It is best to go slow and make gradual changes to one’s diet. Of course you could go off meat and other animal protein products immediately cold turkey, but our family has found it more successful to make the changes gradually, as small successes empowered us to make further changes. You may find that this approach also helps your family transition more successfully to such a diet, especially if you are a busy household and don’t have much time right away to try or create completely new recipes. This method also helps you use up all that meat in the freezer anyway!

So where should you start? Successful transitioning to a plant-based diet involves five basic steps:

Step 1: Halve the Meat & Double the Veggies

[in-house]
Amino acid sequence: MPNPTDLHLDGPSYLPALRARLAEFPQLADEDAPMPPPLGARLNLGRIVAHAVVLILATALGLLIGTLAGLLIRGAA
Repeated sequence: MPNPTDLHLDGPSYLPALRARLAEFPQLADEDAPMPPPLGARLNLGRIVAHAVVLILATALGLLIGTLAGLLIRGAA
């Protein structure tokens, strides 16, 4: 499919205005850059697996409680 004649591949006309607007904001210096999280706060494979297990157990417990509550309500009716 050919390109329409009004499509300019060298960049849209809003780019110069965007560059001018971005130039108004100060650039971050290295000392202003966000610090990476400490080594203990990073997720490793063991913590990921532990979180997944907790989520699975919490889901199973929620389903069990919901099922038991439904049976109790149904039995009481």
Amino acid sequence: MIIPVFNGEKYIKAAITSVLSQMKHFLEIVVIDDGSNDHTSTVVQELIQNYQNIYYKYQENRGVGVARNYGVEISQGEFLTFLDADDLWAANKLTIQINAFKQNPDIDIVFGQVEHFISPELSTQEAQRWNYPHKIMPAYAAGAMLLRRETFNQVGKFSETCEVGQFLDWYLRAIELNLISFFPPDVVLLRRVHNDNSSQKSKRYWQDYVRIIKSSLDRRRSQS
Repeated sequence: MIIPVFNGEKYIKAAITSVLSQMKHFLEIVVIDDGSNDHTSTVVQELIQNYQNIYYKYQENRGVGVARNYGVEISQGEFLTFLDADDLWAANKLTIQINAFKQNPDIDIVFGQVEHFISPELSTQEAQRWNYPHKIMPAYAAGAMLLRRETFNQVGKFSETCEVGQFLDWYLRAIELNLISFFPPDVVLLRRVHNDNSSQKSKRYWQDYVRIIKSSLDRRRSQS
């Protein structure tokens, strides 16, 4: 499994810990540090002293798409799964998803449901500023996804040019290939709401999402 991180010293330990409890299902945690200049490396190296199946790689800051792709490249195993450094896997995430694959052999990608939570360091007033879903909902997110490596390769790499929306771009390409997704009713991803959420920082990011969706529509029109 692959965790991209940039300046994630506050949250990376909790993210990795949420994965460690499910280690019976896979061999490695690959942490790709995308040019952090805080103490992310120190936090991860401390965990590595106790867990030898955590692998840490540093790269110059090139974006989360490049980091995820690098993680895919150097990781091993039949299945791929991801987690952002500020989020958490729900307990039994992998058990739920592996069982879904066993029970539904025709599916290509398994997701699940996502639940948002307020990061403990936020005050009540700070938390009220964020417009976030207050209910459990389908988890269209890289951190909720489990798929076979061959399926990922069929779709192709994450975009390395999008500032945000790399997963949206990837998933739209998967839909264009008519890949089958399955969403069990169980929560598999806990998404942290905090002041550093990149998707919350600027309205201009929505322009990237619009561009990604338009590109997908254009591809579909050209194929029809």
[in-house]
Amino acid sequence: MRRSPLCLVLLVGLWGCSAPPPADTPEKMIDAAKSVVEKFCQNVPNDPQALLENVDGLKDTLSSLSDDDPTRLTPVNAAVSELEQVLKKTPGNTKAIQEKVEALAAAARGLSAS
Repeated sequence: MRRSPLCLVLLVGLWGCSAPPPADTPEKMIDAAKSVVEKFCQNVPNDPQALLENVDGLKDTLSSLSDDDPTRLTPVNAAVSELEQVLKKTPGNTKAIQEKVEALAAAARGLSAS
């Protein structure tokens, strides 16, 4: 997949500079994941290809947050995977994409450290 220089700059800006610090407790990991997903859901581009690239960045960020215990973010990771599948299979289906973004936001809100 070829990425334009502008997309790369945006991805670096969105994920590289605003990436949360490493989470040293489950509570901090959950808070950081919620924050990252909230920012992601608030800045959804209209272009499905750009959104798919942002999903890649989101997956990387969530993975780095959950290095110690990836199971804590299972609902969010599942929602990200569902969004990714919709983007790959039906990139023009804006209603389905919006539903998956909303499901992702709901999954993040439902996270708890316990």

Step 2: Switch to Whole-Grain Options
Step 3: Choose Smart Snacks
Step 4: Increase Beans & Other Legumes
Step 5: Try New Plant-Based Foods & Recipes!

In upcoming blog posts, I plan to touch on each of these steps in a bit more detail, and hope to also discuss a few tips for feeding children plant-based whole food diets. Stay tuned!

Mothers Aware: Breastfeed for Your OWN Health!

We often hear of the myriad of benefits a baby gets from breastfeeding and breastmilk. These range from the antibodies and immune enhancing properties provided by colostrum, the changing but tailored macronutrient composition of breastmilk as an infant grows, to the reduction of infant mortality and a quicker recovery during illness for infants exclusively breastfed.